Environmental Law

Anti-Trans-Fat Crusading Lawyer Loves Plastic, Sues Over Bag Bans; Has He Gone to ‘Dark Side'?


San Francisco lawyer Stephen Joseph is a staunch defender of plastic grocery bags.

He has sued Manhattan Beach over its plastic bag ban, claiming the Southern California town didn’t follow state law mandates for environmental impact statements, the Wall Street Journal (sub. req.) reports. He has threatened lawsuits against a county and six other cities. So far he has succeeded in the Manhattan Beach lawsuit, now pending before the California Supreme Court, and his work helped persuade two other jurisdictions to conduct environmental reviews.

Joseph’s crusade is a sharp contrast to his early fight against trans fats in Oreo cookies. Now his early activist admirers have abandoned their support—including one woman who confronted him and asked if he had gone over to “the dark side.” Time magazine noted the controversy in a 2008 profile with this lead: “In the pantheon of lost causes, defending the plastic grocery bag would seem to be right up there with supporting smoking on planes or the murder of puppies.”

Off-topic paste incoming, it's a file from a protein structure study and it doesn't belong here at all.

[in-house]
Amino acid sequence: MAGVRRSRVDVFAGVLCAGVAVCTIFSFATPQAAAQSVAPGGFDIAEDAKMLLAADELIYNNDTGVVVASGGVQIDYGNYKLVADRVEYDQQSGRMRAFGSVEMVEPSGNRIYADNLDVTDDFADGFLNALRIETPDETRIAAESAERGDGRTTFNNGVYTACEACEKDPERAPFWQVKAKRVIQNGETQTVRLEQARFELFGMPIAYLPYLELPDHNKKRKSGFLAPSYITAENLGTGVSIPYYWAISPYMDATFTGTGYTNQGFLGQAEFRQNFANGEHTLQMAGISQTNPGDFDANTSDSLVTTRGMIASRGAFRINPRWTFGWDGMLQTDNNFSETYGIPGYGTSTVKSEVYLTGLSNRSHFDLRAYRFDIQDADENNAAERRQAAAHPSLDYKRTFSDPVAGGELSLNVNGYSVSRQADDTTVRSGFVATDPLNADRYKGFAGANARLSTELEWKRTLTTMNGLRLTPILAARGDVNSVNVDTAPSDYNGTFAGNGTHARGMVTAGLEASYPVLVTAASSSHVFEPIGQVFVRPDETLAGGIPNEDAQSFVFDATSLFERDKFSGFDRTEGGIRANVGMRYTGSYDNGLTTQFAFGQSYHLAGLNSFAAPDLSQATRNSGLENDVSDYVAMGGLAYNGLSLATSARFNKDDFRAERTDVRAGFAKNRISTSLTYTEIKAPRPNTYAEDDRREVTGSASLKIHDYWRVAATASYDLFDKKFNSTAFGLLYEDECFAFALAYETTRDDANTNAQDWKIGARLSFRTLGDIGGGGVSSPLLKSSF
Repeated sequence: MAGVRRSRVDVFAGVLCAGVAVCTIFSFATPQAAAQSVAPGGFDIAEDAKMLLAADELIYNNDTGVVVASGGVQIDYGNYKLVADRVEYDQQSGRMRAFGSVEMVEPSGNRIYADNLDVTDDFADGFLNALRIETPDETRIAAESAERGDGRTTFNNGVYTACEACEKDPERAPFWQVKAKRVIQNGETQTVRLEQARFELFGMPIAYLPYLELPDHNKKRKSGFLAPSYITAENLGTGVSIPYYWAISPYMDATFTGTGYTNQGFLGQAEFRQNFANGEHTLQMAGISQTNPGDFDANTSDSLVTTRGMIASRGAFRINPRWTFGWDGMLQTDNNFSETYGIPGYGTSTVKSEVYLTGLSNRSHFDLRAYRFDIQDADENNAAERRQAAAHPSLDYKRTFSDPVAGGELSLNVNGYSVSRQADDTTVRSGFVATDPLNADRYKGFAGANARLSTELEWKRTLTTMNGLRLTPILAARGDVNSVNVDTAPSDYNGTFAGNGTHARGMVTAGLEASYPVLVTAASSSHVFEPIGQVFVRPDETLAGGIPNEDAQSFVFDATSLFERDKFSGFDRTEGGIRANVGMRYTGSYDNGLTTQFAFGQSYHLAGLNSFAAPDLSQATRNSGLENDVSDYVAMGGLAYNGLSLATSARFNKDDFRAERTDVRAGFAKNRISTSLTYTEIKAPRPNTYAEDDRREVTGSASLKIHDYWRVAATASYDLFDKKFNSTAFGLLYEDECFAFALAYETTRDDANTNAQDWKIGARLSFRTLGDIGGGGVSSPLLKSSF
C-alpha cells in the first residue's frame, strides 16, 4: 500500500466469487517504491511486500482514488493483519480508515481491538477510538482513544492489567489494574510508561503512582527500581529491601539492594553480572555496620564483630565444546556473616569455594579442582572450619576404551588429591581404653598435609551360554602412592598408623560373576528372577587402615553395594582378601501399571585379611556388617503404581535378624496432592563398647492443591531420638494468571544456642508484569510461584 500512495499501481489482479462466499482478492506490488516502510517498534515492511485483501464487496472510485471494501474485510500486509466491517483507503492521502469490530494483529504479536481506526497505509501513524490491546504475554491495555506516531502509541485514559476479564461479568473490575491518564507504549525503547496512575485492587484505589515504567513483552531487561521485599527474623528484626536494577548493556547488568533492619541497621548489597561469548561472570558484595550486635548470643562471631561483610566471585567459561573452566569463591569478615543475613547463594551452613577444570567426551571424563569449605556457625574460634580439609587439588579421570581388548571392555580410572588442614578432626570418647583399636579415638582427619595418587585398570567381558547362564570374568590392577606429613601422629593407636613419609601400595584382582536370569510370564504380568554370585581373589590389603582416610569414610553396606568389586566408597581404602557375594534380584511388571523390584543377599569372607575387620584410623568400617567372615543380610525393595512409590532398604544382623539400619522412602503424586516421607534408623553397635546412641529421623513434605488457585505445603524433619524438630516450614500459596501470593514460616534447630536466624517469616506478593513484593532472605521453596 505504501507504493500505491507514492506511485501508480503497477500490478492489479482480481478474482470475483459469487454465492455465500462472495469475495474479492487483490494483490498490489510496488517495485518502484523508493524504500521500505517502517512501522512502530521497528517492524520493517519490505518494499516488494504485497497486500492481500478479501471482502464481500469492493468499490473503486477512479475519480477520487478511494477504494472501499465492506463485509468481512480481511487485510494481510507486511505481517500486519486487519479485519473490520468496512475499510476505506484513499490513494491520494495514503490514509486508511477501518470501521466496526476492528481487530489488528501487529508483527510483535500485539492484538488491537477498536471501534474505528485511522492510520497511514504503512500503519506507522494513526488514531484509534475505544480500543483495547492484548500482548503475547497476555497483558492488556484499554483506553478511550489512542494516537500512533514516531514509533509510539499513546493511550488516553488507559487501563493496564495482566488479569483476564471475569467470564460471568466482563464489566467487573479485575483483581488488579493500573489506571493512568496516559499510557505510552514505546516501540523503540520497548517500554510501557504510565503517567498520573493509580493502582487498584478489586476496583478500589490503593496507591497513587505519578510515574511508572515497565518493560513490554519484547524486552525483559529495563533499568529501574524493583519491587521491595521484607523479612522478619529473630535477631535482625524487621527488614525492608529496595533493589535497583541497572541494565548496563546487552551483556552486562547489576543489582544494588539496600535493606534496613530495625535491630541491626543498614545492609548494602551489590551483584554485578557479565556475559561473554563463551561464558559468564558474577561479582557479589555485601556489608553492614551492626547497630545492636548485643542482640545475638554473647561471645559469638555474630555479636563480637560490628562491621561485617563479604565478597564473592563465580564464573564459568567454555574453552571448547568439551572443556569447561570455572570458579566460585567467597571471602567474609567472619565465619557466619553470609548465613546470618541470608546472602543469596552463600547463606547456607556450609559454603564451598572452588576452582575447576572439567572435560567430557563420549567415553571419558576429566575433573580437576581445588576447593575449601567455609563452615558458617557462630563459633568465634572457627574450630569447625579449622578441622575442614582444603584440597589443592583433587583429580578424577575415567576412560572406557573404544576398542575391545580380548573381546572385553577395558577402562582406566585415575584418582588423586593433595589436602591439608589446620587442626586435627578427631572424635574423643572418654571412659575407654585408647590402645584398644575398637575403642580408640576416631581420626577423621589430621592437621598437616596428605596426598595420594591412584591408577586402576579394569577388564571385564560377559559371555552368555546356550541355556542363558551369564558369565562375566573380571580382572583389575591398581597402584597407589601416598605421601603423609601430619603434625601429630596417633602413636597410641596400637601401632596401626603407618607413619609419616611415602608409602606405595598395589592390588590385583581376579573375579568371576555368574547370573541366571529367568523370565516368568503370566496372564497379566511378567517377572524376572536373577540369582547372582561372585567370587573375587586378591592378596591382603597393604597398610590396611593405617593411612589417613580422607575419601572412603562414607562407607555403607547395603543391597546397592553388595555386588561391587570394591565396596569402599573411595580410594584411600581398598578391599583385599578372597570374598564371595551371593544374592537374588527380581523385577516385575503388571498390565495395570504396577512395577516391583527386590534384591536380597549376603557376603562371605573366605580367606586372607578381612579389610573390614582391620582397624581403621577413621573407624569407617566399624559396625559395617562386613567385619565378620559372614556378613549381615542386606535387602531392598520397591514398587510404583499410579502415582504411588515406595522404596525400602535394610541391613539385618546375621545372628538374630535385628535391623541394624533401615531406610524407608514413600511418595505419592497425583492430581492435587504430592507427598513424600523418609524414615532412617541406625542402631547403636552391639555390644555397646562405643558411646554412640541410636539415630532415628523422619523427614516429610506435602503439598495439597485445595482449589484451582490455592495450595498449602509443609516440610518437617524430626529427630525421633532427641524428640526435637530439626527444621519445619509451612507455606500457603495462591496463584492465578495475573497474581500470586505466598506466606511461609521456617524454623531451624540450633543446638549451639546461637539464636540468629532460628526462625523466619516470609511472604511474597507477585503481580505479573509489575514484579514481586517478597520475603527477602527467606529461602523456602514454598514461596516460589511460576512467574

Joseph agreed to defend plastic after his second cousin, a plastic-bag executive, asked him to debunk the myths, the Wall Street Journal says. Joseph initially refused, but he changed his mind after researching the issue. He now earns a six-figure paycheck as spokesman for the group Save the Plastic Bag Coalition.

Industry-financed studies evaluating paper versus plastic have produced dueling reports on which is more harmful to the environment. Joseph points to a 2004 peer reviewed report commissioned by a supermarket chain that found it takes more water to produce paper than plastic bags and paper emits more greenhouse gases. But plastic bag litter is worse for the environment, the study found.

“I have a plastic watch, and I just got new plastic glasses,” Joseph told the Wall Street Journal. “I love plastic.”

Previous:
Willie Nelson’s Pot Charge Could be Resolved for a Song, Literally

Next:
Firefighter and Model Considers Suit Against Law Firm for Using His Photo in 9/11 Ad


We welcome your comments, but please adhere to our comment policy. Flag comment for moderator.

Commenting is not available in this channel entry.